ViVA was designed for investigation of data concerning the biological bases of traits such as memory and response inhibition phenotypes — to explore whether they can aid in moving from traditional categorical approaches for psychiatric syndromes towards more quantitative approaches based on large-scale analysis of the space of human variation. The hypotheses and data are increasingly trans-disciplinary and sophisticated, and the impact of better methods can be enormous.
5. Computer Vision meets Big Data: Complexity and Compositionality
Speaker: Prof. Alan L. Yuille
Time: March 14
Big data arises naturally in computer vision because of the enormous number and variety of images and the large range of visual tasks that we want to perform on them. Computer vision researchers must pay increasingly attention to complexity issues as they develop algorithms that work on large image datasets. This talk has two parts. The first part describes practical issues that arise when working with large datasets such as Pascal and ImageNet. These include efficient algorithms, parallel implementations (e.g., GPUs), and special purpose hardware. The second part describes theoretical work that addresses arguably the fundamental problem of vision — how can a visual system store (represent), rapidly access (do inference), and learn the enormous number and variety of objects — and configurations of objects — that occur in the world? We propose and analysis a simplified hierarchical compositional model that can address many of these issues, and which may relate to the structure of the human visual system.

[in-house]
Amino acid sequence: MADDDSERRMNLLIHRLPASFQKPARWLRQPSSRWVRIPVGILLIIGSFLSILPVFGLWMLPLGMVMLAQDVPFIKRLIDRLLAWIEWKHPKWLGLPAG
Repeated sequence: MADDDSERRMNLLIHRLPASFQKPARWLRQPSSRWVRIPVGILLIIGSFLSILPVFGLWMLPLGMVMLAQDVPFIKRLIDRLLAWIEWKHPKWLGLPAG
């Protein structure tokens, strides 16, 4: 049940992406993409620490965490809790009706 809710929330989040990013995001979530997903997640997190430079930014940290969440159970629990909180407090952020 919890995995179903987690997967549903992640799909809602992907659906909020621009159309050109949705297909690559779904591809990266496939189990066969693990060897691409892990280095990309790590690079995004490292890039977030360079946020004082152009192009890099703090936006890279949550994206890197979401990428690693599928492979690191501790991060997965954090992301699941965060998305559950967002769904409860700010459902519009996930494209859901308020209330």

6. Modeling networks when data is missing or sampled
Speaker: Prof. Mark S. Handcock
Time: April 04
Network models are widely used to represent relational information among interacting units and the structural implications of these relations. Recently, social network studies have focused a great deal of attention on random graph models of networks whose nodes represent individual social actors and whose edges represent a specified relationship between the actors.